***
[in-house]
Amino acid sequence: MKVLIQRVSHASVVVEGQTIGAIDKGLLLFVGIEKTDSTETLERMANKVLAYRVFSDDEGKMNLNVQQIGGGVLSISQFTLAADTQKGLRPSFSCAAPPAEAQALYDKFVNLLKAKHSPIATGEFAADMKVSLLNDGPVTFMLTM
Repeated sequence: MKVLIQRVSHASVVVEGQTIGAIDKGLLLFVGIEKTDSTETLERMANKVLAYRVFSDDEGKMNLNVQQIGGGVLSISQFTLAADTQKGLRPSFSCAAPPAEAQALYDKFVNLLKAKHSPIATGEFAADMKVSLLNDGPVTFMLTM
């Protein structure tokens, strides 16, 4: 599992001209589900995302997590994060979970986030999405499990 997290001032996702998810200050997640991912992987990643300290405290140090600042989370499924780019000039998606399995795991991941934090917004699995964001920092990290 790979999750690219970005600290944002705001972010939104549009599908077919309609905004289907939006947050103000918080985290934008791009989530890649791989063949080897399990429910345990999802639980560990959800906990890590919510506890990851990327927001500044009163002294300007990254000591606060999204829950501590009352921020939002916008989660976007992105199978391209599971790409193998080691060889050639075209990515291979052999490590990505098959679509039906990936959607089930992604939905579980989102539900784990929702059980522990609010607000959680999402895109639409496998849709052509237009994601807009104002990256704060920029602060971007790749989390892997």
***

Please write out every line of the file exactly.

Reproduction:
[in-house]
Amino acid sequence: MKVLIQRVSHASVVVEGQTIGAIDKGLLLFVGIEKTDSTETLERMANKVLAYRVFSDDEGKMNLNVQQIGGGVLSISQFTLAADTQKGLRPSFSCAAPPAEAQALYDKFVNLLKAKHSPIATGEFAADMKVSLLNDGPVTFMLTM
Repeated sequence: MKVLIQRVSHASVVVEGQTIGAIDKGLLLFVGIEKTDSTETLERMANKVLAYRVFSDDEGKMNLNVQQIGGGVLSISQFTLAADTQKGLRPSFSCAAPPAEAQALYDKFVNLLKAKHSPIATGEFAADMKVSLLNDGPVTFMLTM
């Protein structure tokens, strides 16, 4: 599992001209589900995302997590994060979970986030999405499990 997290001032996702998810200050997640991912992987990643300290405290140090600042989370499924780019000039998606399995795991991941934090917004699995964001920092990290 790979999750690219970005600290944002705001972010939104549009599908077919309609905004289907939006947050103000918080985290934008791009989530890649791989063949080897399990429910345990999802639980560990959800906990890590919510506890990851990327927001500044009163002294300007990254000591606060999204829950501590009352921020939002916008989660976007992105199978391209599971790409193998080691060889050639075209990515291979052999490590990505098959679509039906990936959607089930992604939905579980989102539900784990929702059980522990609010607000959680999402895109639409496998849709052509237009994601807009104002990256704060920029602060971007790749989390892997």